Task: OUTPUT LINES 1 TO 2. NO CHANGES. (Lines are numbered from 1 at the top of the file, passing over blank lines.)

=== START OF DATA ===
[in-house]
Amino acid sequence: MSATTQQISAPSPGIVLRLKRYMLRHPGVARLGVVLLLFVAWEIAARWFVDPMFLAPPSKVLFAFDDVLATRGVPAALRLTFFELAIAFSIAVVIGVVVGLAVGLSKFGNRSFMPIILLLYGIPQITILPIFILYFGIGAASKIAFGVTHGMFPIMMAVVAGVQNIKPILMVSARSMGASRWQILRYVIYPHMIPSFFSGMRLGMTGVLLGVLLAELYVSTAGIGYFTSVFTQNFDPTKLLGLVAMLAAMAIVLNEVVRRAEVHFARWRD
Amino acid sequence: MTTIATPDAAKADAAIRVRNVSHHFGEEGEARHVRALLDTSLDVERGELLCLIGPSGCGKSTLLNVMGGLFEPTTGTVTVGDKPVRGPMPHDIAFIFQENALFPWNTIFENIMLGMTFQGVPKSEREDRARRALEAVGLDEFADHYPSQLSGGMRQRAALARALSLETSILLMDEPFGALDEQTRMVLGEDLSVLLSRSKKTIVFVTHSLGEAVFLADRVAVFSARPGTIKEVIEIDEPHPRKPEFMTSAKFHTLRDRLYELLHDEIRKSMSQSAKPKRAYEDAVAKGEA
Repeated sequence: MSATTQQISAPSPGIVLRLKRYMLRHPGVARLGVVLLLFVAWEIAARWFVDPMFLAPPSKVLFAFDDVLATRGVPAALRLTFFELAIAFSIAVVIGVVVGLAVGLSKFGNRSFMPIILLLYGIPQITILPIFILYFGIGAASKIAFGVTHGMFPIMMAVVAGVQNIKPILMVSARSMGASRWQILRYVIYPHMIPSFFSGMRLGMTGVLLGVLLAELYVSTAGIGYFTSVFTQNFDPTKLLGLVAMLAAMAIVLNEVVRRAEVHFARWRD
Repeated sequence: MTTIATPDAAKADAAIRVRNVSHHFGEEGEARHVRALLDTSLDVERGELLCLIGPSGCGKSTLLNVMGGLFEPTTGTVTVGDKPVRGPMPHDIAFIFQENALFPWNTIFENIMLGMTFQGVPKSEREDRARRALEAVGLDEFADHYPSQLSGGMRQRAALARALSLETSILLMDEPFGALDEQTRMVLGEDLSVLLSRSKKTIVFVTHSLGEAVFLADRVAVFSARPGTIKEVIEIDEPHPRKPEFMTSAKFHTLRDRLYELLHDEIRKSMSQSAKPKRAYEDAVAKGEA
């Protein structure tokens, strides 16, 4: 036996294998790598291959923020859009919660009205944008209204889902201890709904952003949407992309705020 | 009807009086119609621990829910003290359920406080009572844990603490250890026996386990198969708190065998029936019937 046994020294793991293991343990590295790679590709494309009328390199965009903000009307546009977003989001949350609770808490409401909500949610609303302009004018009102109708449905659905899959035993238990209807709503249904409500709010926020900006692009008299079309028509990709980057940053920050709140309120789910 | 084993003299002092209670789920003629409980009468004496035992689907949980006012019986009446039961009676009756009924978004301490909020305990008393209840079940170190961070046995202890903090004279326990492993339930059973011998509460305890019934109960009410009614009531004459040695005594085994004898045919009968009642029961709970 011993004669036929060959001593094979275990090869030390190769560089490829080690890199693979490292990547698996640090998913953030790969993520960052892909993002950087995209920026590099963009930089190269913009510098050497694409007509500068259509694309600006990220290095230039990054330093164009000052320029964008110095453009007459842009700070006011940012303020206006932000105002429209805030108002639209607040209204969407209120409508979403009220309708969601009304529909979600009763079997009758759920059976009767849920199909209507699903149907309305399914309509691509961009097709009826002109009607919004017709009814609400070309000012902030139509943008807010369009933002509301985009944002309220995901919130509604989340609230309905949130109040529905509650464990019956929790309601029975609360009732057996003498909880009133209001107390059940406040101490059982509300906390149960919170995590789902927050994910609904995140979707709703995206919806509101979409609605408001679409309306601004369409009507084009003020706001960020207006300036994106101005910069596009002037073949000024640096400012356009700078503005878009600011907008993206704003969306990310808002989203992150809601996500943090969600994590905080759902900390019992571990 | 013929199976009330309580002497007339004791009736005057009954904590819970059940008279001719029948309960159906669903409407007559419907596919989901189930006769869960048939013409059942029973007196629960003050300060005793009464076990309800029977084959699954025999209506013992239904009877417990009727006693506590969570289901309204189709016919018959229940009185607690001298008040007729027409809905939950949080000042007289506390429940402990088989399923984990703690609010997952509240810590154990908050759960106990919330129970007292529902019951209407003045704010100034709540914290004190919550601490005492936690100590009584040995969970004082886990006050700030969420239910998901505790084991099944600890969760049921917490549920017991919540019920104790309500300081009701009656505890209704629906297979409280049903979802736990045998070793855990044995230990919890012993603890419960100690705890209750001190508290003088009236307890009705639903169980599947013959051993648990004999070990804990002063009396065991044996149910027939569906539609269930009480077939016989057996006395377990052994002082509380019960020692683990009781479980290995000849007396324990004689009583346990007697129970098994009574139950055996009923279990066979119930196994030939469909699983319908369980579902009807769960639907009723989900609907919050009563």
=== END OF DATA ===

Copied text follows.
[in-house]
Amino acid sequence: MSATTQQISAPSPGIVLRLKRYMLRHPGVARLGVVLLLFVAWEIAARWFVDPMFLAPPSKVLFAFDDVLATRGVPAALRLTFFELAIAFSIAVVIGVVVGLAVGLSKFGNRSFMPIILLLYGIPQITILPIFILYFGIGAASKIAFGVTHGMFPIMMAVVAGVQNIKPILMVSARSMGASRWQILRYVIYPHMIPSFFSGMRLGMTGVLLGVLLAELYVSTAGIGYFTSVFTQNFDPTKLLGLVAMLAAMAIVLNEVVRRAEVHFARWRD